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Blouse 114 from the 4.2007 issue is coming along very slowly on account of the WORST instructions ever. But I’ve managed to make it over the major hurdles, and am now at the point where I can see what the final product is going to look like.  And it is crazy. After I basted on the first ruffle, I tried it on and looked in the mirror and said thought, “WHAT!” I went out into the living room where Dan was having a Skype call with his parents and he burst into laughter. Then I basted on the remaining ruffles and it’s still crazy, but maybe (?) getting better? I have to admit, although it’s remaining consistently ridiculous, it’s starting to grow on me.  Dan’s comment: “Well, something is growing on you.” And indeed, this blouse makes me feel like one of these:

Anyway, I got the ruffles stitched on and basted one sleeve in place.  Now I’m starting to think that if this blouse is worth finishing at all, it might look better sleeveless. So I basted the seam allowance on one side inwards to see what that might look like. Here’s where we are currently:

So.  Unquestionably crazy, right?  That leaves me with two questions for you:  

1.  Good crazy or bad crazy?

2. If good crazy, better with sleeves or without?

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I can’t help but notice that since I got back from my little abduction incident weird and inexplicable things have been happening. You know, suddenly all of my left shoes are too big, the cat has been winking at me, sometimes the anchor on the evening news finishes a story with, “Did you catch all of that, Elaine?” Nothing too nerve wracking.  Until last night, that is. I was working on the Burda ruffle blouse from the 4.2007 issue, had finished a muslin and was starting to cut out of my brown striped poplin:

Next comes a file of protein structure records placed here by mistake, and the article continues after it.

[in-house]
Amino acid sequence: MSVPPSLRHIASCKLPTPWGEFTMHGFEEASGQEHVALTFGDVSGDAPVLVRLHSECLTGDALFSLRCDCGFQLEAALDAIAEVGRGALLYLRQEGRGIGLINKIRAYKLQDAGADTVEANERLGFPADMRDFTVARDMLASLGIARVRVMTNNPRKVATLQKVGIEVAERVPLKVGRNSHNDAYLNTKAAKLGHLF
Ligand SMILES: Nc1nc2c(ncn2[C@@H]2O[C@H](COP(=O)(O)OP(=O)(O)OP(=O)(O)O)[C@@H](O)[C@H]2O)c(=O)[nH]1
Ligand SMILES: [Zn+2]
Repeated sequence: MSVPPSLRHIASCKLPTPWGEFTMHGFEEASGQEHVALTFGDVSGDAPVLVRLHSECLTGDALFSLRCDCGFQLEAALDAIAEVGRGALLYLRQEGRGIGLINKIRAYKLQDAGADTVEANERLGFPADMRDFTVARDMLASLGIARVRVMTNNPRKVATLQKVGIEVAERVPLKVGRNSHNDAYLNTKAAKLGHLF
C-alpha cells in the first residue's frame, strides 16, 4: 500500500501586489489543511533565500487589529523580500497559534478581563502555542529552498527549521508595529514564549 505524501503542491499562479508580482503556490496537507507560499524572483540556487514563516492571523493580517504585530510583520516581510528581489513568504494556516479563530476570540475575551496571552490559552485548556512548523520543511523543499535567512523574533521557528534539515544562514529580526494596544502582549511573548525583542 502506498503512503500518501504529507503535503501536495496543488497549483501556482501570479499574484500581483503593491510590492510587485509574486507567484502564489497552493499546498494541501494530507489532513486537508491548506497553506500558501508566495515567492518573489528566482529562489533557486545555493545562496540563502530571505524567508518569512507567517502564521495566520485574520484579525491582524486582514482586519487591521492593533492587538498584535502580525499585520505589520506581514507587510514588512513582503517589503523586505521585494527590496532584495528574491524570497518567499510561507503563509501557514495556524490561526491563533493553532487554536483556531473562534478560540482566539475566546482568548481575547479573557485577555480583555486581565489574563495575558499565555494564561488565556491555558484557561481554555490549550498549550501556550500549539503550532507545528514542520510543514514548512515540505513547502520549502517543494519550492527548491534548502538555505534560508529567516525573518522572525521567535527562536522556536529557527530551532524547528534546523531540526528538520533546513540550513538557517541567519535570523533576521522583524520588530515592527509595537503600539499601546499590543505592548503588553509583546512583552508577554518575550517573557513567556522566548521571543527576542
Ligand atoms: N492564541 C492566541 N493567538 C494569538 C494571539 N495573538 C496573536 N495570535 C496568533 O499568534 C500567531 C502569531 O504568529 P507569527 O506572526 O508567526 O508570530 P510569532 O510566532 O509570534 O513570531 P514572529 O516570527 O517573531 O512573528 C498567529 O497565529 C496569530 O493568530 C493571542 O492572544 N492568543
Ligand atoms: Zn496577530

I used my usual trick for doing symmetrical plaid matching. But this time, it didn’t work!  I couldn’t get the stripes to match.  What! Here’s what I mean.  I cut out one sleeve from a single layer of fabric. I then flipped the sleeve piece I had cut out onto the fabric with the intention of matching up the stripes and cutting the second sleeve. But this happened:

Do you see what’s going on here?  Look at the top of the photo.  See how the stripes on the sleeve piece match up so perfectly with the underlying piece of fabric that you can barely distinguish it?  And then as you progress down the photo, the stripes get more and more unaligned? I KNOW. 

I tried moving the sleeve all over the fabric, aligning it with different stripes, including the exact same stripes from which I had cut the first sleeve (i.e. placing it right below where I had cut the first sleeve along the length of the fabric) and I could not get the stripes to match up!  Here’s a close up:

And it wasn’t just the sleeves.  I couldn’t get the bodice fronts to match, and I couldn’t get the back to be symmetrical on both sides either!  You might be thinking that there’s something about the fabric that is causing it stretch along the cut edges, but this is not the case.  After cutting, the fabric pieces are still exactly the same size as the paper pattern pieces. WTF?